To promote independent living among persons with disabilities, the following should be done:
- Acknowledge the fact that people with disabilities are humans like us:
This is very important because we would not get it right if we continue to see them as other creatures, they are humans and they deserve to be treated like one. No discrimination or stigmatization against them. They should have equal access to what an able-bodied person would too.
- Acknowledge the fact that this group of individuals do have a lot of talents just like any abled person does. There are exceptional instances when individuals with disabilities display unique talents better than an abled person. One recent example is that of 18-year-old autistic Emmanuel that makes lovely creative artworks and designs. A similar case of one visually impaired over 40 years old Mr Lawal that can create lovely items like flower vases and key holders with beads has been reported in the past. Another story of a visually impaired Mr Fatai that writes creatively has been equally reported. Thus, we must acknowledge the fact that they are humans with a lot of abilities. No wonder the popular saying that “ there is ability in disability”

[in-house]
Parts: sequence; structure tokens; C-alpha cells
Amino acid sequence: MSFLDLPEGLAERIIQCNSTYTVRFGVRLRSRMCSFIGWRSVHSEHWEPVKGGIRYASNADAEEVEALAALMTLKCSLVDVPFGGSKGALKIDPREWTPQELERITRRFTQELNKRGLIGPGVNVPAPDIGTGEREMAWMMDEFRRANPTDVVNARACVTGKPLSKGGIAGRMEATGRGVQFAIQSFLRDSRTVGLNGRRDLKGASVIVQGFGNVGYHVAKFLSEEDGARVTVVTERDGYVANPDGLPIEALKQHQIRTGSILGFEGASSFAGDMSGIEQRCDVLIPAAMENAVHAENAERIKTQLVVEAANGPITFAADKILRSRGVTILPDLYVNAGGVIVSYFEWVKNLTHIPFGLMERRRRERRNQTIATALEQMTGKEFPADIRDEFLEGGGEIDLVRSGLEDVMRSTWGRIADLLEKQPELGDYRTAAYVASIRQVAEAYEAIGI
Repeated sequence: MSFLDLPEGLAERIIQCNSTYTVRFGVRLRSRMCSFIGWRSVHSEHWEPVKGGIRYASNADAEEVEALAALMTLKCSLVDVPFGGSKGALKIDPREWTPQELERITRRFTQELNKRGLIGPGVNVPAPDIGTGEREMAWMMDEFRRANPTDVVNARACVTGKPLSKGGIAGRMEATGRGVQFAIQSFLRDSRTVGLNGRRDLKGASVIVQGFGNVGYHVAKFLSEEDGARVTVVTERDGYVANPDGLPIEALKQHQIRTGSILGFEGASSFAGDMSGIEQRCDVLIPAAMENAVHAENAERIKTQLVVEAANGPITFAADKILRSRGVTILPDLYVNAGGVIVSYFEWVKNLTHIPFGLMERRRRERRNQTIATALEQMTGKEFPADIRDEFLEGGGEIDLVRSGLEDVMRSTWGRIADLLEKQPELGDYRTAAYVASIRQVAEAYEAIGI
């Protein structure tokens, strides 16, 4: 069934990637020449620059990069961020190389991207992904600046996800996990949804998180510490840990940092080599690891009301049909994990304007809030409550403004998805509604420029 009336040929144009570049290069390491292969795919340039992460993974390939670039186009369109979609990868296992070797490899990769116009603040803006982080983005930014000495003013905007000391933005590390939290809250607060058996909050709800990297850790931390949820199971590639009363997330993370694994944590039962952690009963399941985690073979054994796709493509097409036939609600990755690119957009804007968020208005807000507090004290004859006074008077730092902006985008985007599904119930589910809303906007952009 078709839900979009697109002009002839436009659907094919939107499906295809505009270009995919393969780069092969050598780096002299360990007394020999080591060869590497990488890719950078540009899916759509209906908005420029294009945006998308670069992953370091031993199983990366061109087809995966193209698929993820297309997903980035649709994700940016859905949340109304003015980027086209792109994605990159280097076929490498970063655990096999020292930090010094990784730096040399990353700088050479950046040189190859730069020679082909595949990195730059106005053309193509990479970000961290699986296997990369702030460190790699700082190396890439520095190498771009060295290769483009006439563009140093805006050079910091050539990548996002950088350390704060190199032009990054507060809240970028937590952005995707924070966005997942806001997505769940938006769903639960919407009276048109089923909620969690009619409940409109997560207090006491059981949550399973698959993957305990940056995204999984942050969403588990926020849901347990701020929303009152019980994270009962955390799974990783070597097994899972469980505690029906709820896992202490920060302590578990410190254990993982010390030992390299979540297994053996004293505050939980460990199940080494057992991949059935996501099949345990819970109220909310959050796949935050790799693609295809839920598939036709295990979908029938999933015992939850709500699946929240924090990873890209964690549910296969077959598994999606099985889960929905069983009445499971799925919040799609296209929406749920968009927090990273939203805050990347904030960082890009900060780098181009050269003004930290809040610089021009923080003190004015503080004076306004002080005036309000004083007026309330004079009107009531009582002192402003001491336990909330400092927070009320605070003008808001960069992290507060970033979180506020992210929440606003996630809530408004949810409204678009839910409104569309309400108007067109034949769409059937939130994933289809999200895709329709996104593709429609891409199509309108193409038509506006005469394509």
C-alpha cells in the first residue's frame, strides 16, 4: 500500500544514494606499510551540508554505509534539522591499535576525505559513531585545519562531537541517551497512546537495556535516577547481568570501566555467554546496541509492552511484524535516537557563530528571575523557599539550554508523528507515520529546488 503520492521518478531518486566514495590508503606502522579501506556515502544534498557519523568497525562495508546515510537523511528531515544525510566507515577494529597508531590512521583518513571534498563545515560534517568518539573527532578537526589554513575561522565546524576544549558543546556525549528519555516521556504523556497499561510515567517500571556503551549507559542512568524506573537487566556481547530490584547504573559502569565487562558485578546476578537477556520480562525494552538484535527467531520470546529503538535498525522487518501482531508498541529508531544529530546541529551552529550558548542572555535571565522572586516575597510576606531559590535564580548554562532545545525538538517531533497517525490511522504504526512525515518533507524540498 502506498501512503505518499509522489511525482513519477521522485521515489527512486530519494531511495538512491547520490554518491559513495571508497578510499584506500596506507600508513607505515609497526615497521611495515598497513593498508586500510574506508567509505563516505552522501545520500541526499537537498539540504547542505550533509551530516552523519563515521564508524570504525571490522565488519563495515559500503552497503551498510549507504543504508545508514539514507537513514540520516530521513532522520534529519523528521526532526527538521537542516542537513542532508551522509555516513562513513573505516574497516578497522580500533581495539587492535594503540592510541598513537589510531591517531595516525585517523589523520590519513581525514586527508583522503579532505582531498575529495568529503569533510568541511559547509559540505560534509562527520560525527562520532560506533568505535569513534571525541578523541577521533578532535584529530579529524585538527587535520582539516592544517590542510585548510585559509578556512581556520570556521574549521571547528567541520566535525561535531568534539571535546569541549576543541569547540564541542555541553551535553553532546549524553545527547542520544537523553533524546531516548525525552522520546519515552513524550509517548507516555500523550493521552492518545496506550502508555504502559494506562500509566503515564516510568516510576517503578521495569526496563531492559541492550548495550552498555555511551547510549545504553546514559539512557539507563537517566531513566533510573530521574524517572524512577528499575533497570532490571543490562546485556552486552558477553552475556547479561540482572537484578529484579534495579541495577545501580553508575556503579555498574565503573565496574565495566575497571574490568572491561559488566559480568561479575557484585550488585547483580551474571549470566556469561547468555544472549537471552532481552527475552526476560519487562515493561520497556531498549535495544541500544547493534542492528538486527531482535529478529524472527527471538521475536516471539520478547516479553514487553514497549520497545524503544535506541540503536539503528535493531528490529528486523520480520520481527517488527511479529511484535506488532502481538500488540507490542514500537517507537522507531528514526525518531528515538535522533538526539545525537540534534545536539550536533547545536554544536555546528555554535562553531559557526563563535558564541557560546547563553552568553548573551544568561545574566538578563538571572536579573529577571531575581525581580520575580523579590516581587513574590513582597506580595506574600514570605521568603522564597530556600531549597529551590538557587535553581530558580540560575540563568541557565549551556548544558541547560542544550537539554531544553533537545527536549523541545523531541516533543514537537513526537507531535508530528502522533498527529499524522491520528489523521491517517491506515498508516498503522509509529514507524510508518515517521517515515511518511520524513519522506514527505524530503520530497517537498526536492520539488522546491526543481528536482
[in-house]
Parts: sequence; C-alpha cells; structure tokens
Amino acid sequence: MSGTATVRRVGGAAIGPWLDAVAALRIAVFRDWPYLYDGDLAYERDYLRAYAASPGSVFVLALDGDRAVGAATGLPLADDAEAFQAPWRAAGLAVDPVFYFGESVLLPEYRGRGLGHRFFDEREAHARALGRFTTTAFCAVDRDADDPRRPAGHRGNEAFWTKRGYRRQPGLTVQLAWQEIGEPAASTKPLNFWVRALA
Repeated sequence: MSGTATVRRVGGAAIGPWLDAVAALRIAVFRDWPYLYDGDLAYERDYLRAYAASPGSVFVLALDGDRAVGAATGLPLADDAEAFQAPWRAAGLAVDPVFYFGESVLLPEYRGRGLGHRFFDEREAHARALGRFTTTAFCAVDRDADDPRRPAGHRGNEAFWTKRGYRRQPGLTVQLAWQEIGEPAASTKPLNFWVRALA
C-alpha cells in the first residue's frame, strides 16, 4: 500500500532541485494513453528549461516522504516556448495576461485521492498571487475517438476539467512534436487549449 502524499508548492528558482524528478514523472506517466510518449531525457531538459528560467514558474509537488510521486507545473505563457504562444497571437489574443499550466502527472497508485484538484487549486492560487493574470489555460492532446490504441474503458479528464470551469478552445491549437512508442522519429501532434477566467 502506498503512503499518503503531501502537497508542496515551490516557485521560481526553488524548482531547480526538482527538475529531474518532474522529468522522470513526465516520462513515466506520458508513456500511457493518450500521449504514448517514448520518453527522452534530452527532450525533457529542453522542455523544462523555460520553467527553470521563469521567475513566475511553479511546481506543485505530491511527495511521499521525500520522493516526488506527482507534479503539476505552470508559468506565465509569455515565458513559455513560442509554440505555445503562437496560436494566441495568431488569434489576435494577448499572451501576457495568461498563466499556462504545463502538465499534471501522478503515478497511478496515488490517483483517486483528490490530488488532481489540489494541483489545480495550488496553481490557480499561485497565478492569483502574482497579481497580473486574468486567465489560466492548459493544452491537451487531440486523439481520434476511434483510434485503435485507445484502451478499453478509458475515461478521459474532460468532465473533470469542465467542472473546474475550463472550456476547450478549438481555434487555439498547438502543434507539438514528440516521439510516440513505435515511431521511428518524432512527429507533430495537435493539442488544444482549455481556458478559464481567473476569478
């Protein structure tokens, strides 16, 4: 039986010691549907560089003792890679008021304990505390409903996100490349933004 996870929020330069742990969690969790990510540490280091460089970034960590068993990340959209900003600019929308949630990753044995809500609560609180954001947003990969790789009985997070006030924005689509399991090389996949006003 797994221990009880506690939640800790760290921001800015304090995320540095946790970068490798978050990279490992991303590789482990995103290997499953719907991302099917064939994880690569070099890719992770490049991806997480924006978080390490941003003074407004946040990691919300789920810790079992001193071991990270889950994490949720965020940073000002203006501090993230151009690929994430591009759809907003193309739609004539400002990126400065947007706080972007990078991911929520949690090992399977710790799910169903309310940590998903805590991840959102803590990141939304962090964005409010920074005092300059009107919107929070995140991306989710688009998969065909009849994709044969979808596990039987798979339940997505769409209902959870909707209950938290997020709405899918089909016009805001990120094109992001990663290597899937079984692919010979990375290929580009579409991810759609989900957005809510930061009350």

- Encouraging them to live and discover their strength
This should be done by having a cordial relationship with them, engaging them in an n discussion, studying them and what they can do best and how best they can achieve them.
- Ensuring inclusive access to facilities, services and opportunities.